Lauren Crossan, of Randolph, N.J., had traveled to Hawaii in 2004 with Susanne Sadler, Sadler’s daughter, and another New Jersey cheerleader to perform in the halftime show of the Hula Bowl. Within hours of her arrival at the Hyatt Regency Maui Resort, Crossan was seen drinking alcohol. Her body was found the next day on the hotel grounds.
An arbitrator determined last month that Sadler was partially responsible for Crossan’s death and ordered her to pay $690,000 to Crossan’s parents and her estate.
Do you have a dog? This Reuters article discusses the increasing number of dog-related claims. Here are two examples that didn’t even involve a bite:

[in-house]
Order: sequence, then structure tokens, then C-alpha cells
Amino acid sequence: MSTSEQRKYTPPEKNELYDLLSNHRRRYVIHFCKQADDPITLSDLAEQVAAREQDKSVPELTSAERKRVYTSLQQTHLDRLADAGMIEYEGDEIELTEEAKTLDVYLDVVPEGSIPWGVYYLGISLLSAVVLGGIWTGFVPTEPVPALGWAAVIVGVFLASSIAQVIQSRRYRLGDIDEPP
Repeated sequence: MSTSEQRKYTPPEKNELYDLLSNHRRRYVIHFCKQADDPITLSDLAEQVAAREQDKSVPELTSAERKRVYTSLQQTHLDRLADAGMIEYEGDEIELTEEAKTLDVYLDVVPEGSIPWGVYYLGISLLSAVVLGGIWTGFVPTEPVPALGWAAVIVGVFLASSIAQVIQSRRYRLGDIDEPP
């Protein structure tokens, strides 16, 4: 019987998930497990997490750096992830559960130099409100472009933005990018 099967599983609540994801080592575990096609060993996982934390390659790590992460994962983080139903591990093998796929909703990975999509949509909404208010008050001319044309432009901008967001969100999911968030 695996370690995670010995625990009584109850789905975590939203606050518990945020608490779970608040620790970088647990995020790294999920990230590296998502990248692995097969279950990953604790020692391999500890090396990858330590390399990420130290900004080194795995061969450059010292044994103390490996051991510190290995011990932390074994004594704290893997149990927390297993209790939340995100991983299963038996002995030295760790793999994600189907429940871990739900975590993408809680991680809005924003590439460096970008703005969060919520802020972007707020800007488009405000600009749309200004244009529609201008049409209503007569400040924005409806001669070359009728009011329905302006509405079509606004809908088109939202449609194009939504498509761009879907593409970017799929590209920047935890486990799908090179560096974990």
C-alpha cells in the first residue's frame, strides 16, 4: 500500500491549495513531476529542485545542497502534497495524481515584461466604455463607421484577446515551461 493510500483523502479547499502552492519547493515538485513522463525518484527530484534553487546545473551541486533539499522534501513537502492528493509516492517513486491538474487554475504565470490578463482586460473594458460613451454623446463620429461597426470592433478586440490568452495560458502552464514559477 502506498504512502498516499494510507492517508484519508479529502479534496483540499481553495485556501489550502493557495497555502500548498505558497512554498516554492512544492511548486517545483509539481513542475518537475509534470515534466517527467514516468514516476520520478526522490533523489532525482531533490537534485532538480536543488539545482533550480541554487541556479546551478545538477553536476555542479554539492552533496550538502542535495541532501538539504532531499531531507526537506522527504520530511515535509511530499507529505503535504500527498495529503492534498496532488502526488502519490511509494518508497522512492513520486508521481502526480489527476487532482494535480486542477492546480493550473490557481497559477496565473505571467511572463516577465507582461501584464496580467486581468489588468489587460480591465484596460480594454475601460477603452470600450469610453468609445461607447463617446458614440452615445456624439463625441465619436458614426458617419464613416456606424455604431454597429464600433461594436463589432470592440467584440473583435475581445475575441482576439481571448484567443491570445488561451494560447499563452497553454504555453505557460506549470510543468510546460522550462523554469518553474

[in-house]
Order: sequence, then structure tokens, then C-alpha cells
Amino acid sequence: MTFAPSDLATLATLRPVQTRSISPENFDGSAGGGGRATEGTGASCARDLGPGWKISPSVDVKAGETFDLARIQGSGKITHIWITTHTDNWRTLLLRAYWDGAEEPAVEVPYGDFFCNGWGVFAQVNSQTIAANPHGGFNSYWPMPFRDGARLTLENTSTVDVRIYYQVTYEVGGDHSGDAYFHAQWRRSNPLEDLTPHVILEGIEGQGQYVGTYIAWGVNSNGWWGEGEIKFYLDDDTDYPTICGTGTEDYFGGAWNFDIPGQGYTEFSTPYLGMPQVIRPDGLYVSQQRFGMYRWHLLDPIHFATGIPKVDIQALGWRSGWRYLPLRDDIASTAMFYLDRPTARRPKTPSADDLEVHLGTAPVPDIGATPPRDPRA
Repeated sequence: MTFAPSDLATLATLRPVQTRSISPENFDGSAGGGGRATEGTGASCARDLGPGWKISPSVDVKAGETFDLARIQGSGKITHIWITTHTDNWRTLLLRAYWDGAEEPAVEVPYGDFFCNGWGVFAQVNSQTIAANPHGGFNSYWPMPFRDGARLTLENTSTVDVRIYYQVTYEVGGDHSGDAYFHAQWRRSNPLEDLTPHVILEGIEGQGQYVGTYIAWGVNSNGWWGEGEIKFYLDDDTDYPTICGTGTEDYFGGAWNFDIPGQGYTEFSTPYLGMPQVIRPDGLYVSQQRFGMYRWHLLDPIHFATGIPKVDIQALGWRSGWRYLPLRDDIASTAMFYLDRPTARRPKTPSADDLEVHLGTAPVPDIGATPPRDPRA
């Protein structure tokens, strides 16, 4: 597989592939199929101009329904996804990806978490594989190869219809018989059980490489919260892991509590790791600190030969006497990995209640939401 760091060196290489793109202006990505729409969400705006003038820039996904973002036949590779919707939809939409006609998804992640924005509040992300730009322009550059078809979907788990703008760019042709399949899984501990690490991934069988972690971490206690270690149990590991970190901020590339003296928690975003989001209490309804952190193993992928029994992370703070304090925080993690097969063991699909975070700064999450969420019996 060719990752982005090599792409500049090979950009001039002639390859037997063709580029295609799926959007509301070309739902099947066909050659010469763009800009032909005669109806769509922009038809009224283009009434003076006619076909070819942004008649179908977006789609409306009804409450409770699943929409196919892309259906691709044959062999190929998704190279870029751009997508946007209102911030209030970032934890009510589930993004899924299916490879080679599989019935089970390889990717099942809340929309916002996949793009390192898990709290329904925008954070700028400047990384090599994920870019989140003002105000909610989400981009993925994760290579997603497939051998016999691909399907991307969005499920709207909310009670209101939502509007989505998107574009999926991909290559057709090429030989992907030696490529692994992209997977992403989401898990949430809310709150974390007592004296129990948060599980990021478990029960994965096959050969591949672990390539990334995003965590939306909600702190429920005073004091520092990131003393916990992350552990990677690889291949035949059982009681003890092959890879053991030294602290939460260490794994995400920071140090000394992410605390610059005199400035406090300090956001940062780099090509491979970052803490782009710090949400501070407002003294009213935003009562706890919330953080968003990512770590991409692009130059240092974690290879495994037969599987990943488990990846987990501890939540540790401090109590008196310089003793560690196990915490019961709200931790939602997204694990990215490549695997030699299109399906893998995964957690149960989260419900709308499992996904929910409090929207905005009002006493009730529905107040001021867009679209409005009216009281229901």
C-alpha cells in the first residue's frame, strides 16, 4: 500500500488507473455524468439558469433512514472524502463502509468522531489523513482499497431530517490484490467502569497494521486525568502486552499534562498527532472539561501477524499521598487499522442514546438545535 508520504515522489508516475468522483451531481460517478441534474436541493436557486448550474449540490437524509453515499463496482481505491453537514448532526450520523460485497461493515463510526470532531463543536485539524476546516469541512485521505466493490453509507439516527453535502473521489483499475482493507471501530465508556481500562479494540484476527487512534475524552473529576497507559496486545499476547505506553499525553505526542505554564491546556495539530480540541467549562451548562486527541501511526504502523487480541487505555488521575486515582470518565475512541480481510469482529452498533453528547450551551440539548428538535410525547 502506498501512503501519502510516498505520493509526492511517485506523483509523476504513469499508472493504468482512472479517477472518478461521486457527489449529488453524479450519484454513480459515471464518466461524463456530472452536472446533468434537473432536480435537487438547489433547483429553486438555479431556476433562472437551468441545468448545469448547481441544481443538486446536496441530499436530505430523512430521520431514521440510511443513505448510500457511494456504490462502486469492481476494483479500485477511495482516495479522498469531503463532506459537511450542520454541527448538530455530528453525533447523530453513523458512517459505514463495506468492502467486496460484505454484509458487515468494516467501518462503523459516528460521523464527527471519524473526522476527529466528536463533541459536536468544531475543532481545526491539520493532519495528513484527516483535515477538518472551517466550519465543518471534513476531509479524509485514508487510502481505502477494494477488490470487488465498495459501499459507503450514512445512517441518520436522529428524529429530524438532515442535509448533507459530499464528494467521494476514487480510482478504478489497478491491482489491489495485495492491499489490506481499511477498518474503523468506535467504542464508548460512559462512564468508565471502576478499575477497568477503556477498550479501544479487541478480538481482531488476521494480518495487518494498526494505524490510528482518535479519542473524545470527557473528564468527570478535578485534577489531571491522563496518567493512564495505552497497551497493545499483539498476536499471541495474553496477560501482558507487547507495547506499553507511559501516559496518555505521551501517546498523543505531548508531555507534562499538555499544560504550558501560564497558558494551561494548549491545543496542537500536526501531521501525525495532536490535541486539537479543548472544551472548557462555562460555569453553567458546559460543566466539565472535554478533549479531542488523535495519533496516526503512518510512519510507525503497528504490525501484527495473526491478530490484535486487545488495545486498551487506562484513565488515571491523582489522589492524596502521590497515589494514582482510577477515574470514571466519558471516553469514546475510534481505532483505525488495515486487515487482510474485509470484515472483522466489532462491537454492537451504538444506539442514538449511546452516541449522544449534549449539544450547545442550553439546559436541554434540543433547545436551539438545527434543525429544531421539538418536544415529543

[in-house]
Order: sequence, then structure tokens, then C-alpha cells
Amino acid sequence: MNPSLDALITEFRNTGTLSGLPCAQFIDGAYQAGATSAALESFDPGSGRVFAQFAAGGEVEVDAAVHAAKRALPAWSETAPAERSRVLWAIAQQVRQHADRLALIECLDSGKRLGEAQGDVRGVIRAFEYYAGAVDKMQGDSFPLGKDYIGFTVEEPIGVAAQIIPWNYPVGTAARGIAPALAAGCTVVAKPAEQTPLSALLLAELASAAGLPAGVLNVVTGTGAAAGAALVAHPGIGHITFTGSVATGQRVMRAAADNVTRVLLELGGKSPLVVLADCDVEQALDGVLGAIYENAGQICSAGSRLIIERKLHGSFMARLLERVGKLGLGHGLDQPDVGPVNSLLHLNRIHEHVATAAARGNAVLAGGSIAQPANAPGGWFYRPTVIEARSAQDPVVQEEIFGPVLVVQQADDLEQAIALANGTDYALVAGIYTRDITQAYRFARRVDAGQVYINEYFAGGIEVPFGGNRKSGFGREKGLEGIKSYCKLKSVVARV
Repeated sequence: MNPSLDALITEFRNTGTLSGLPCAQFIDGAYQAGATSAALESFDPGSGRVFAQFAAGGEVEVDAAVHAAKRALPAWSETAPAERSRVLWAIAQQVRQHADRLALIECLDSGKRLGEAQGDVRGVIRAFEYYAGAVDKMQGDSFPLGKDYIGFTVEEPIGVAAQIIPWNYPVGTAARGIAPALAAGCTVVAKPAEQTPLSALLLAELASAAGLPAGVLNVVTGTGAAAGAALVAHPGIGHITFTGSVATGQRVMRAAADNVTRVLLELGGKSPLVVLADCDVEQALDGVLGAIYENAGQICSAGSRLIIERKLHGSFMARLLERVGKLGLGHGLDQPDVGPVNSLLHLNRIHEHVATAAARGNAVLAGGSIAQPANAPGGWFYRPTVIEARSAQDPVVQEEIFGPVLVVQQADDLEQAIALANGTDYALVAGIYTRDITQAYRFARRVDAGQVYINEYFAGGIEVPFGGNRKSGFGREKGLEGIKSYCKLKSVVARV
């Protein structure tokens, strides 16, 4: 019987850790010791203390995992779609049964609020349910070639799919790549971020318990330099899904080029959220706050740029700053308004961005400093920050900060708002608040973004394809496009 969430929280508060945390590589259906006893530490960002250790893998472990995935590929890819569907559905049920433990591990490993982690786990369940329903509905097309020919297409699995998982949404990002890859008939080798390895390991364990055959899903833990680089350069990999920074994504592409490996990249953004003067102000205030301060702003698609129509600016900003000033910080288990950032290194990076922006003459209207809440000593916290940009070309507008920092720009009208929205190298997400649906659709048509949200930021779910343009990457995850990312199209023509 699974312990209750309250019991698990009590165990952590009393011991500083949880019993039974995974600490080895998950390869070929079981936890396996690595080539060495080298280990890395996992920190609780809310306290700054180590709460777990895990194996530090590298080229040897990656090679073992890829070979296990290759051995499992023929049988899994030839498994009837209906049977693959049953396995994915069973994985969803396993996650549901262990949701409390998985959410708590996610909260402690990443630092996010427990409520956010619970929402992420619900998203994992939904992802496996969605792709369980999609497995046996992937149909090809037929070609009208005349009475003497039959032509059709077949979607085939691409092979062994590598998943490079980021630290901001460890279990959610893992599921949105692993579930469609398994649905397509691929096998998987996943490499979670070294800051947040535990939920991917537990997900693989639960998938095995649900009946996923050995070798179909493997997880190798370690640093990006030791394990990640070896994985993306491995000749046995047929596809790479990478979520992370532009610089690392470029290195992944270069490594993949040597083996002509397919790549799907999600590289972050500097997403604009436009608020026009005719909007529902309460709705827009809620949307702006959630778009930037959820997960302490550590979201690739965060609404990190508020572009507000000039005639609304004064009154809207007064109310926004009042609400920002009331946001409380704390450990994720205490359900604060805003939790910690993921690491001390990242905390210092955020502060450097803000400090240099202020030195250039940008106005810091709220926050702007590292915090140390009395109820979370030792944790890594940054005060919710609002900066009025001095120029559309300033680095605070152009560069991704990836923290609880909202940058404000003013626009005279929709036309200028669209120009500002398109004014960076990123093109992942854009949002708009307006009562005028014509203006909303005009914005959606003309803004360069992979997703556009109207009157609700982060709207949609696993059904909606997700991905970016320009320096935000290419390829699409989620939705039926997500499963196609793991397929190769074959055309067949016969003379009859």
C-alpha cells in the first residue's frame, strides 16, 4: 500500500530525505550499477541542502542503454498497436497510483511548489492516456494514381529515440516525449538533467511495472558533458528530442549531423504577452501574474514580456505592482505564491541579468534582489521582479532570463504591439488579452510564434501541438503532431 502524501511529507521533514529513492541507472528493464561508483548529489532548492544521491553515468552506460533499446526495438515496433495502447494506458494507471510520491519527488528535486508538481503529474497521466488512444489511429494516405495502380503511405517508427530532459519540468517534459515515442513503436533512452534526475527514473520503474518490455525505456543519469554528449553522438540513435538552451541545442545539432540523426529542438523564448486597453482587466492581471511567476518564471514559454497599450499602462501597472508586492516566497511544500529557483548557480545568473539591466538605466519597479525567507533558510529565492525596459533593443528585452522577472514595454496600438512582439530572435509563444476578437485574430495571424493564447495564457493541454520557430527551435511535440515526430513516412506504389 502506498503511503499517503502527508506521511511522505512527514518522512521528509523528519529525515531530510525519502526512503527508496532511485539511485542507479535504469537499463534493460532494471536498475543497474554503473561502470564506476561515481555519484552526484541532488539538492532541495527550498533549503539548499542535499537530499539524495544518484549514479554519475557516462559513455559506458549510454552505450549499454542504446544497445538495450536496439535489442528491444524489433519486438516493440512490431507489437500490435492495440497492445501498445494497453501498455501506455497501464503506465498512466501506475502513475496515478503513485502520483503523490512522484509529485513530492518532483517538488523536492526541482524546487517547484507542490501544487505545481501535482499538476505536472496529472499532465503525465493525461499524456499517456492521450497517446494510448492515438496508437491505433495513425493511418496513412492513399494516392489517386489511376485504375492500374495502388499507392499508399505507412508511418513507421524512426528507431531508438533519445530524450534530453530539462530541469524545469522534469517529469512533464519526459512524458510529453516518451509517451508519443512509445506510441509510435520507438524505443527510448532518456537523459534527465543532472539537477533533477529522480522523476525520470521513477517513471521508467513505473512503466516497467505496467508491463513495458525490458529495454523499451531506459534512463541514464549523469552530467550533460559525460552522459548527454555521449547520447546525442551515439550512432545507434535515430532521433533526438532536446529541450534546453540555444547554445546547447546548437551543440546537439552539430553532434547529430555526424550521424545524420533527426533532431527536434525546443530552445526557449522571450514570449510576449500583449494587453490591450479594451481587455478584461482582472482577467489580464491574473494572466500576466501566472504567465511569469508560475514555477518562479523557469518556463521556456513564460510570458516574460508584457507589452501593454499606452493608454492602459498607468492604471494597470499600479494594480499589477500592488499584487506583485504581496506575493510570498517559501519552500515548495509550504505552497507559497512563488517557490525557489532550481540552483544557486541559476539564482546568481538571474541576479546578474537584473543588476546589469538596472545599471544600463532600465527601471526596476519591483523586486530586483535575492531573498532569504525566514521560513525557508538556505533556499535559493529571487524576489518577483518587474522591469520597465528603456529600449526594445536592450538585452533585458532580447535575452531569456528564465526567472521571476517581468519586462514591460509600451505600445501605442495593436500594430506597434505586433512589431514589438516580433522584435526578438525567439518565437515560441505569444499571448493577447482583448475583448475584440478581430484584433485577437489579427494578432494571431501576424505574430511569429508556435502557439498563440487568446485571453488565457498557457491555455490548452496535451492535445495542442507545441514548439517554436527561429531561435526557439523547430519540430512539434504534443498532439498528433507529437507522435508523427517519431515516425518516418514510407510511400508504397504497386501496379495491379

State Farm public affairs specialist Heather Paul’s dog ran out through her open gate and scared an elderly neighbor, who fell off the curb and broke her ankle. The lady filed an insurance claim with Paul’s carrier, but the standard liability coverage of $100,000 was not enough for her bone reconstruction. Luckily, Paul had an additional umbrella policy, which kicked in and covered the rest.
A California woman went through a two-year lawsuit after her dog got loose and knocked over a postal worker. The dog did not bite anyone, but the worker claimed damages greater than the homeowner’s policy covered. […] This owner said she had no umbrella policy, and now she cannot get one. Her homeowner’s premium has skyrocketed.
You leave a negative Yelp review about a company and the business sues you for defamation. Look what can happen with a mediocre 3-star Yelp review.
A man was asked to cut down a tree from his own yard. He refused, and later a hurricane blew the tree down and injured someone in the neighboring house.